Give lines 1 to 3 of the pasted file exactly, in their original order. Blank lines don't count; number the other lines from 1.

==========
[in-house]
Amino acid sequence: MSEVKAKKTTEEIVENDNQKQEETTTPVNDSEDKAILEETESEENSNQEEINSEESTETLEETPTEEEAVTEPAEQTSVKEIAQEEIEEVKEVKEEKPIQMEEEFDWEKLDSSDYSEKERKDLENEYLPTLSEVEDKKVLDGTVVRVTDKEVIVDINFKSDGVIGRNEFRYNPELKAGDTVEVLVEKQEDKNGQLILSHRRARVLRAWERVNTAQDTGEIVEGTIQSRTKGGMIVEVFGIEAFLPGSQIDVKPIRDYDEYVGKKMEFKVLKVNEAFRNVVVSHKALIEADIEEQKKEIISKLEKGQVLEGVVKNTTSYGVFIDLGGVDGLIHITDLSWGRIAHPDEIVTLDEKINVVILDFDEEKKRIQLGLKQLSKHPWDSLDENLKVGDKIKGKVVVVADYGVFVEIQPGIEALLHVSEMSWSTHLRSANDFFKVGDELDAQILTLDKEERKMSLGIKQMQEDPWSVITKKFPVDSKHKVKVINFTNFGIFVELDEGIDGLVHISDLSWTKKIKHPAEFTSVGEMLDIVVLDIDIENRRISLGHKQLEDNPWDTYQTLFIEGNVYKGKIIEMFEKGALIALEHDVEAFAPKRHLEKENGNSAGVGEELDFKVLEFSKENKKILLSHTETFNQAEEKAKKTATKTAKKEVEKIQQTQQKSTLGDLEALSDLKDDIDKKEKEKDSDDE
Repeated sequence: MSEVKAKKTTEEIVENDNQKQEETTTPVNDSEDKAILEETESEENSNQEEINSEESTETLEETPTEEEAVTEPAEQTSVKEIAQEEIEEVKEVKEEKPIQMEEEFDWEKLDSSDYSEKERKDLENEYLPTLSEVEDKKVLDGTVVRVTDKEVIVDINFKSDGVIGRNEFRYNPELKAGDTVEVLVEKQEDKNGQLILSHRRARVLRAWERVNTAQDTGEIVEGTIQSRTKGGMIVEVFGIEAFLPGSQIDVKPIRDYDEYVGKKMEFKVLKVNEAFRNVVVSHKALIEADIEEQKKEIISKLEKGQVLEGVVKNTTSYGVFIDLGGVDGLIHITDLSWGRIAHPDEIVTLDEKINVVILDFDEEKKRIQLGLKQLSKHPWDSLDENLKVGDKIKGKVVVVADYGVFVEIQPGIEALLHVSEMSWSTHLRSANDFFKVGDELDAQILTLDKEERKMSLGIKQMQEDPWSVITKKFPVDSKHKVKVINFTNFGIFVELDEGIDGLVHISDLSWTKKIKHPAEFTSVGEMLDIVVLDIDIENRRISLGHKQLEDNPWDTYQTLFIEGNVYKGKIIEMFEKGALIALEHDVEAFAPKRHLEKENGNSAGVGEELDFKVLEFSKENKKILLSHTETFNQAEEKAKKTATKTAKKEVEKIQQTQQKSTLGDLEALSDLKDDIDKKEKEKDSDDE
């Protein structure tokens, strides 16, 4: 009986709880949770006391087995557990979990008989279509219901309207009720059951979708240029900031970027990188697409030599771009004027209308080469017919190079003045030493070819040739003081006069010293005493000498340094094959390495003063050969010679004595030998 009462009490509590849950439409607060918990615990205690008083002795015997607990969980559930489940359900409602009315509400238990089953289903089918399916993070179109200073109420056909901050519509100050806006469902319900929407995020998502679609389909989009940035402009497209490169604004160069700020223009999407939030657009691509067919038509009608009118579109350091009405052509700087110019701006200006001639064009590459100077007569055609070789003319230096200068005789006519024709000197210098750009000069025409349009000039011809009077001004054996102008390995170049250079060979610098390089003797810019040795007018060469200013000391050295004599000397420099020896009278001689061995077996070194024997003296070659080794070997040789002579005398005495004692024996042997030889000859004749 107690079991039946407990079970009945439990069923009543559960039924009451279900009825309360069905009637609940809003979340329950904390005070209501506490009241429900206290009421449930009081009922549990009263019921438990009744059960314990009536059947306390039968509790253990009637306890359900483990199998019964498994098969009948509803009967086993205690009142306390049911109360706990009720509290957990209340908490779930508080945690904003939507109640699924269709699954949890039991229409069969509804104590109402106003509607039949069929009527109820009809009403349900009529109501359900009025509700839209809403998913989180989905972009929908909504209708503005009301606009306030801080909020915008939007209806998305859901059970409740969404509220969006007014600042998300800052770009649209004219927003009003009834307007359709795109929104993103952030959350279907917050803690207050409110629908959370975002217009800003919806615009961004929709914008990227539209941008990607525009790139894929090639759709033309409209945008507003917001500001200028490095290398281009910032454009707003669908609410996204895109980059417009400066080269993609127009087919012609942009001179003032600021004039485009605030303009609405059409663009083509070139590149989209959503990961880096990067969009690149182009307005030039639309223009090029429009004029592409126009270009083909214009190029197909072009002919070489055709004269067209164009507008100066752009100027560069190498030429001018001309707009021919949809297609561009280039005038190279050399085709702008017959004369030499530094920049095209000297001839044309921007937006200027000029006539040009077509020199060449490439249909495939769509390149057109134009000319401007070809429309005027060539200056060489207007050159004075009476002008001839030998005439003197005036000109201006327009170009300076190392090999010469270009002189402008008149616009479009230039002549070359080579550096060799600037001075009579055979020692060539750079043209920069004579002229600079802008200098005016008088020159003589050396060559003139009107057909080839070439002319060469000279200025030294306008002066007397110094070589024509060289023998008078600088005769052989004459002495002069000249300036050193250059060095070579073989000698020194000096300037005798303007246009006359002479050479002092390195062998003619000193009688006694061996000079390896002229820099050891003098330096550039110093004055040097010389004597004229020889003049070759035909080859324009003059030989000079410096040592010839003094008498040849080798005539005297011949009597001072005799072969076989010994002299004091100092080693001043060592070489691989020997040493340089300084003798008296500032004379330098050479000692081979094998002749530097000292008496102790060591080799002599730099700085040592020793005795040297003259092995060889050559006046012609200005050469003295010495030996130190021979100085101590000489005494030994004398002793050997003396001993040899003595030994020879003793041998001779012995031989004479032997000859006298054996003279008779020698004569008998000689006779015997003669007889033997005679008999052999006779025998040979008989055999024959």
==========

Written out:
[in-house]
Amino acid sequence: MSEVKAKKTTEEIVENDNQKQEETTTPVNDSEDKAILEETESEENSNQEEINSEESTETLEETPTEEEAVTEPAEQTSVKEIAQEEIEEVKEVKEEKPIQMEEEFDWEKLDSSDYSEKERKDLENEYLPTLSEVEDKKVLDGTVVRVTDKEVIVDINFKSDGVIGRNEFRYNPELKAGDTVEVLVEKQEDKNGQLILSHRRARVLRAWERVNTAQDTGEIVEGTIQSRTKGGMIVEVFGIEAFLPGSQIDVKPIRDYDEYVGKKMEFKVLKVNEAFRNVVVSHKALIEADIEEQKKEIISKLEKGQVLEGVVKNTTSYGVFIDLGGVDGLIHITDLSWGRIAHPDEIVTLDEKINVVILDFDEEKKRIQLGLKQLSKHPWDSLDENLKVGDKIKGKVVVVADYGVFVEIQPGIEALLHVSEMSWSTHLRSANDFFKVGDELDAQILTLDKEERKMSLGIKQMQEDPWSVITKKFPVDSKHKVKVINFTNFGIFVELDEGIDGLVHISDLSWTKKIKHPAEFTSVGEMLDIVVLDIDIENRRISLGHKQLEDNPWDTYQTLFIEGNVYKGKIIEMFEKGALIALEHDVEAFAPKRHLEKENGNSAGVGEELDFKVLEFSKENKKILLSHTETFNQAEEKAKKTATKTAKKEVEKIQQTQQKSTLGDLEALSDLKDDIDKKEKEKDSDDE
Repeated sequence: MSEVKAKKTTEEIVENDNQKQEETTTPVNDSEDKAILEETESEENSNQEEINSEESTETLEETPTEEEAVTEPAEQTSVKEIAQEEIEEVKEVKEEKPIQMEEEFDWEKLDSSDYSEKERKDLENEYLPTLSEVEDKKVLDGTVVRVTDKEVIVDINFKSDGVIGRNEFRYNPELKAGDTVEVLVEKQEDKNGQLILSHRRARVLRAWERVNTAQDTGEIVEGTIQSRTKGGMIVEVFGIEAFLPGSQIDVKPIRDYDEYVGKKMEFKVLKVNEAFRNVVVSHKALIEADIEEQKKEIISKLEKGQVLEGVVKNTTSYGVFIDLGGVDGLIHITDLSWGRIAHPDEIVTLDEKINVVILDFDEEKKRIQLGLKQLSKHPWDSLDENLKVGDKIKGKVVVVADYGVFVEIQPGIEALLHVSEMSWSTHLRSANDFFKVGDELDAQILTLDKEERKMSLGIKQMQEDPWSVITKKFPVDSKHKVKVINFTNFGIFVELDEGIDGLVHISDLSWTKKIKHPAEFTSVGEMLDIVVLDIDIENRRISLGHKQLEDNPWDTYQTLFIEGNVYKGKIIEMFEKGALIALEHDVEAFAPKRHLEKENGNSAGVGEELDFKVLEFSKENKKILLSHTETFNQAEEKAKKTATKTAKKEVEKIQQTQQKSTLGDLEALSDLKDDIDKKEKEKDSDDE